Perhaps one of the most powerful moments for the class was when we met with a New Orleans-based artist and activist. Her art has examined the environment, the oil spill, and how nature is trying to recover. She looks at the fragility of the landscape and humans’ role in shaping that. She told the students, “make art about what pisses you off and what blisses you out.” This artist demonstrated to the students how powerfully art can communicate the environmental issues taking place along the Gulf coast, exactly what this class is striving for.
As the teaching assistant for this course, I was able to watch the students delve into this subject with curiosity and sensitivity. As the trip went on, the students became more involved and invested and came to understand the intricacies of the science, human, and political sides of the story. It was an incredible experience for all involved and it is clear to me the students’ dedication to telling the story of the oil spill with accuracy and thoughtfulness.
Jeremy Finch ’09, one of Eiko’s former students at Wesleyan, wrote a beautiful review in the Brooklyn Rail of “Naked”, a 10-day living installation and marathon-like live performance at the Baryshnikov Arts Center.
Submitted by Erinn Roos-Brown, CFA Program Manager
On June 5th, seven Wesleyan students arrived in New Orleans for a 10-day trip that will include interviews with local scientists, fishermen and rig workers. The goal is to learn from these perspectives about the effects of the Deepwater Horizon oil spill, which flowed for three months in the summer of 2010. They also plan to take a boat into the bayou to see the lingering effects of the oil spill, including a location where dolphins and other wildlife were reported dead from the toxic exposure. This trip is part of a Summer Session course The Deepwater Horizon Tragedy: A Scientific and Artistic Inquiry. It’s designed to provide the students with a toolbox for exploration of the science behind the oil spill in the Gulf of Mexico and began that process prior to leaving by spending four days on campus learning artistic and scientific tools.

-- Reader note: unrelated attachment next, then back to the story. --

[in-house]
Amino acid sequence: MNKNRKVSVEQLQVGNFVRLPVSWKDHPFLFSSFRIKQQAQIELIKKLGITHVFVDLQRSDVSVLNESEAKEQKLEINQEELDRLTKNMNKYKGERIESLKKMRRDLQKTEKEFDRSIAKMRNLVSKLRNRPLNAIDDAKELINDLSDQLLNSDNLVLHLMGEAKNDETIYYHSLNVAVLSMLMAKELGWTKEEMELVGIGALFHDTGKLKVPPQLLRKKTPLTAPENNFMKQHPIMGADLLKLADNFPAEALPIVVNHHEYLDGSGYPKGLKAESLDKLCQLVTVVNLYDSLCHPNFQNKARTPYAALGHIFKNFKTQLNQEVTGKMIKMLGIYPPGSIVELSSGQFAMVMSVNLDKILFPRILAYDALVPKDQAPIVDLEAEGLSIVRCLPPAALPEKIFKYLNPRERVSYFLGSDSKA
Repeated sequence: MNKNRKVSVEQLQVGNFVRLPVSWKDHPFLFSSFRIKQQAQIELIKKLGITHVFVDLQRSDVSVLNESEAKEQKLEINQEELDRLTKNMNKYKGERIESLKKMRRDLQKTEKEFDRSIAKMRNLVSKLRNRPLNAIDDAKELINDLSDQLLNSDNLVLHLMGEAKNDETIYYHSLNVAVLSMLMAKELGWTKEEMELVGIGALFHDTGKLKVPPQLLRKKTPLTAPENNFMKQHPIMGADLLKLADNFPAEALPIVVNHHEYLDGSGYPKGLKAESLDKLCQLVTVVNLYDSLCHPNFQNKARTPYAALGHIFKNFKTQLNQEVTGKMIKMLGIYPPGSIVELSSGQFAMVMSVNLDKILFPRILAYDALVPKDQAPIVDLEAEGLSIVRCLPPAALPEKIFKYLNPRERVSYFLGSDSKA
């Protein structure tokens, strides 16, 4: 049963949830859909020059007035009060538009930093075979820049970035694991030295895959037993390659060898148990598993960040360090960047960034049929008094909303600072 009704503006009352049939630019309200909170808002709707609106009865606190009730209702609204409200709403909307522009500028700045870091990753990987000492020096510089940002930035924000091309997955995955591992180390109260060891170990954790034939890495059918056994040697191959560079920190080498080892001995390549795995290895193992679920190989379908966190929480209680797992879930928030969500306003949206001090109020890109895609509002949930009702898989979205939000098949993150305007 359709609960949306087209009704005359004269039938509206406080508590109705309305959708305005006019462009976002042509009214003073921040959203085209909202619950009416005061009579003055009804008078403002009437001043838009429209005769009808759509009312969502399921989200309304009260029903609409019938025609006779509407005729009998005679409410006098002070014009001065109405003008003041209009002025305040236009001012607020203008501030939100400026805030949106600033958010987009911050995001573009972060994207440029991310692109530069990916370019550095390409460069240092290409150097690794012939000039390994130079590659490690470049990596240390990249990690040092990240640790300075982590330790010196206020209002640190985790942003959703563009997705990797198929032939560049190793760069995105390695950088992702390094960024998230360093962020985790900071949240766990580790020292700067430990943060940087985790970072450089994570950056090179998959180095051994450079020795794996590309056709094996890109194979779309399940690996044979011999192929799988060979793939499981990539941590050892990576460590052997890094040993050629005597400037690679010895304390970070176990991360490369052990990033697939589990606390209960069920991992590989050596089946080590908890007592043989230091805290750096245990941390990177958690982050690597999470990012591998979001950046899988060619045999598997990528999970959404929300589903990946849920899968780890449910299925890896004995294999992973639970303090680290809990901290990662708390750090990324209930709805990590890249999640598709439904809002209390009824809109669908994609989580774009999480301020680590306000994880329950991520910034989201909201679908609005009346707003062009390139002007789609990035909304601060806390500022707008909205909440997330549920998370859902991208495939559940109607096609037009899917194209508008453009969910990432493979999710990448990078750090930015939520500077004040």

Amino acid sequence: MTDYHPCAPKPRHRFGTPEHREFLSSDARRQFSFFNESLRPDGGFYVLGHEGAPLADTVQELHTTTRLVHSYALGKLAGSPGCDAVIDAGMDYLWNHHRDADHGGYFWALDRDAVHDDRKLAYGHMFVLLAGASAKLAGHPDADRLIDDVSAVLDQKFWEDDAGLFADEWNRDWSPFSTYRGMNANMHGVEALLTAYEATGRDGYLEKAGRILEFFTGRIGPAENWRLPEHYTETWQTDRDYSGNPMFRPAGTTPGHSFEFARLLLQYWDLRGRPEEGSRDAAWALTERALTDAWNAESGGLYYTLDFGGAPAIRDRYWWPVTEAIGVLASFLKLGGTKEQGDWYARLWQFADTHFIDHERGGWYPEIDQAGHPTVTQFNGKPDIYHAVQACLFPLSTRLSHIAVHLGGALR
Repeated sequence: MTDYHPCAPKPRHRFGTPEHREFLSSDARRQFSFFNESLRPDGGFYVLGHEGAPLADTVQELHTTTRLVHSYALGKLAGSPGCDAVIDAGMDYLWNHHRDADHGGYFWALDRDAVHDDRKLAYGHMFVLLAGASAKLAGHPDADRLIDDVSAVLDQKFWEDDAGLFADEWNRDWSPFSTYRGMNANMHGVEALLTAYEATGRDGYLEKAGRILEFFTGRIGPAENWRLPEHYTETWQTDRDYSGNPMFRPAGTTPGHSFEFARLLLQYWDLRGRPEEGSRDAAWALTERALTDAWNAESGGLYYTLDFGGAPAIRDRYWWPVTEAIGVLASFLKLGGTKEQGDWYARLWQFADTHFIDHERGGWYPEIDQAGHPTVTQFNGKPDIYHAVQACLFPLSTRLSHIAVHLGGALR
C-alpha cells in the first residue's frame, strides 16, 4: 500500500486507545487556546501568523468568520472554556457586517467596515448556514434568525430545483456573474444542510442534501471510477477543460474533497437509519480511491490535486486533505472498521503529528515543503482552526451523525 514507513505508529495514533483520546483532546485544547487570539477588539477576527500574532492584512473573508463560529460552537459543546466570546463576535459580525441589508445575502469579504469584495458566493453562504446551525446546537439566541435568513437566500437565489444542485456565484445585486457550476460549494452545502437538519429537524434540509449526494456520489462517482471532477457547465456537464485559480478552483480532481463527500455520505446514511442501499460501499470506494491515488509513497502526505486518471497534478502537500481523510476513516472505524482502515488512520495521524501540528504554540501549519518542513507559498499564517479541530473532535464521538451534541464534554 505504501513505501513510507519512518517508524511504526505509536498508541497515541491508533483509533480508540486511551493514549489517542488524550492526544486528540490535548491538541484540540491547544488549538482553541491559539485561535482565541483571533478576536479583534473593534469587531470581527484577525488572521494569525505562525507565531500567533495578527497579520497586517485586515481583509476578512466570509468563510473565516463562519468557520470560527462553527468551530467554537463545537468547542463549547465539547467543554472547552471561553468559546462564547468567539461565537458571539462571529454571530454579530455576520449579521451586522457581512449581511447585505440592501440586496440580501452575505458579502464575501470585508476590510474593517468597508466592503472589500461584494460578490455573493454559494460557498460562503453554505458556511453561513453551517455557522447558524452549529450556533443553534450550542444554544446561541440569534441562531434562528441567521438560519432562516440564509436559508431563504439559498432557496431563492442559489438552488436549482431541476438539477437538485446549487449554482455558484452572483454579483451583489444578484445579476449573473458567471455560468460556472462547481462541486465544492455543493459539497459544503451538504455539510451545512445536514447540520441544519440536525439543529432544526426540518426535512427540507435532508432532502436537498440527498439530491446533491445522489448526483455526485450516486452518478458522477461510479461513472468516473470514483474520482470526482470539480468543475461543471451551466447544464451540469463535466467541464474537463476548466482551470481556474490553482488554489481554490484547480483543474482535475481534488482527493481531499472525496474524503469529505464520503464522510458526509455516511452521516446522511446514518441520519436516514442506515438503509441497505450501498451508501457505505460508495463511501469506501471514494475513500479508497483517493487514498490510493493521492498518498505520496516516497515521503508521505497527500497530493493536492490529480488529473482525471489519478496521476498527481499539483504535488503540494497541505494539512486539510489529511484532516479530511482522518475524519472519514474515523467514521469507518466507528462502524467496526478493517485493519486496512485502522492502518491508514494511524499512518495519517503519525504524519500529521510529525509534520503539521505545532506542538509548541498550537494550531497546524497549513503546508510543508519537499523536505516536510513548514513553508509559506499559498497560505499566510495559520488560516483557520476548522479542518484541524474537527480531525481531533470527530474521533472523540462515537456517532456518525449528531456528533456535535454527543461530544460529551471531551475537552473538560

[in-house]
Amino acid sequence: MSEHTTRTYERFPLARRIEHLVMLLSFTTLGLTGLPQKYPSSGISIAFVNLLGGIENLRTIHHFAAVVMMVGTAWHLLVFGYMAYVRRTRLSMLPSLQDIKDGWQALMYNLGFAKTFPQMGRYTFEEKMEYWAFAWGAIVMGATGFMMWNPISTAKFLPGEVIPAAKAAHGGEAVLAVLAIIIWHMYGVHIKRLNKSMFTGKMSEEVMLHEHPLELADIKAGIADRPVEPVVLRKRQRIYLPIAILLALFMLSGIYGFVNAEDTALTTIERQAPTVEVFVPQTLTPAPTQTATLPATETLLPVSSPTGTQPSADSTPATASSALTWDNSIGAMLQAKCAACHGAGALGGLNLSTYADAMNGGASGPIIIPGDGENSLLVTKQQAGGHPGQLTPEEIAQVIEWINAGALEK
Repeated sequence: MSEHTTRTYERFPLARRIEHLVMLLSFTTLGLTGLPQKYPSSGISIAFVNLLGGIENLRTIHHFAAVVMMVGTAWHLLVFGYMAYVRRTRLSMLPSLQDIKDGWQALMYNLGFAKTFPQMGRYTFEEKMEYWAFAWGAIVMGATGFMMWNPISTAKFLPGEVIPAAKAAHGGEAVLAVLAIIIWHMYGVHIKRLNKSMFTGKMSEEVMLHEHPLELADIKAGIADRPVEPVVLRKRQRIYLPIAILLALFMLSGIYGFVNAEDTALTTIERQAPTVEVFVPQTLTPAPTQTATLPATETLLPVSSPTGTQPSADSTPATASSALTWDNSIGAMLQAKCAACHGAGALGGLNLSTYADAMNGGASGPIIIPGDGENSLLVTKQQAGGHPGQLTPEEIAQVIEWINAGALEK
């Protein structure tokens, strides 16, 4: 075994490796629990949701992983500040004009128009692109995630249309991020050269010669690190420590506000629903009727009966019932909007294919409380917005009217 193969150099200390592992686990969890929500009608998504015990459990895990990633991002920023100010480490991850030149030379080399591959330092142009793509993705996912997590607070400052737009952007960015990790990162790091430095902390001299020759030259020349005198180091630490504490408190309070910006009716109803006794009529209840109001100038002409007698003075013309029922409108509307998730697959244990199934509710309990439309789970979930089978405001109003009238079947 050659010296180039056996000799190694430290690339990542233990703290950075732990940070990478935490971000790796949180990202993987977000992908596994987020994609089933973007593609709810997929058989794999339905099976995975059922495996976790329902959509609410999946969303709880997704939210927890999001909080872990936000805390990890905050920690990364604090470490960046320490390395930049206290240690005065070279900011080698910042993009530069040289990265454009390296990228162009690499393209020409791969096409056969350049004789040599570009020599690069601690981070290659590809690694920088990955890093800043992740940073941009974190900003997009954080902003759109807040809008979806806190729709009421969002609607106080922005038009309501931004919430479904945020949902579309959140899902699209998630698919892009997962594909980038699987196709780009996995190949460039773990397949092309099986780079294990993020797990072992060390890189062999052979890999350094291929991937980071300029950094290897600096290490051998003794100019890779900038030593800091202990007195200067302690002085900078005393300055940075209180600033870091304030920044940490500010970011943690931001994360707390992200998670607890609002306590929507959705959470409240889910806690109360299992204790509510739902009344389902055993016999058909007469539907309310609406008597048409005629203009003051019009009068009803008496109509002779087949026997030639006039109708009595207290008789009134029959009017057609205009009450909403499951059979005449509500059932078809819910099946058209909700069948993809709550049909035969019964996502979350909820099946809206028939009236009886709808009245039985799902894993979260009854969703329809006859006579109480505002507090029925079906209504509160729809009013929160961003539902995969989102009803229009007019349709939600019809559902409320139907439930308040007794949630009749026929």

By asking the questions: what is oil? How is it processed into energy? Why is it still the leading energy source? The students will hunt for answers that will enable them to understand the science at a deeper level, and make their research more visible to an audience through their art, which will be produced at the end of the course as final projects.
The class is co-taught by the chair of the College of the Environment Barry Chernoff and playwright and director Leigh Fondakowski. Leigh was the Head Writer of The Laramie Project and has been a member of Tectonic Theatre Project since 1995. She is an Emmy nominated co-screenwriter for the adaptation of The Laramie Project for HBO. Her latest work, The People’s Temple, has been performed under her direction at Berkeley Repertory Theatre, Perseverance Theater, and The Guthrie Theater, and received the Glickman Award for best new play in 2005.
This course is made possible by the Doris Duke Charitable Foundation and The Andrew W. Mellon Foundation.
Come back later to read more about the final projects and hear from the students about their experience!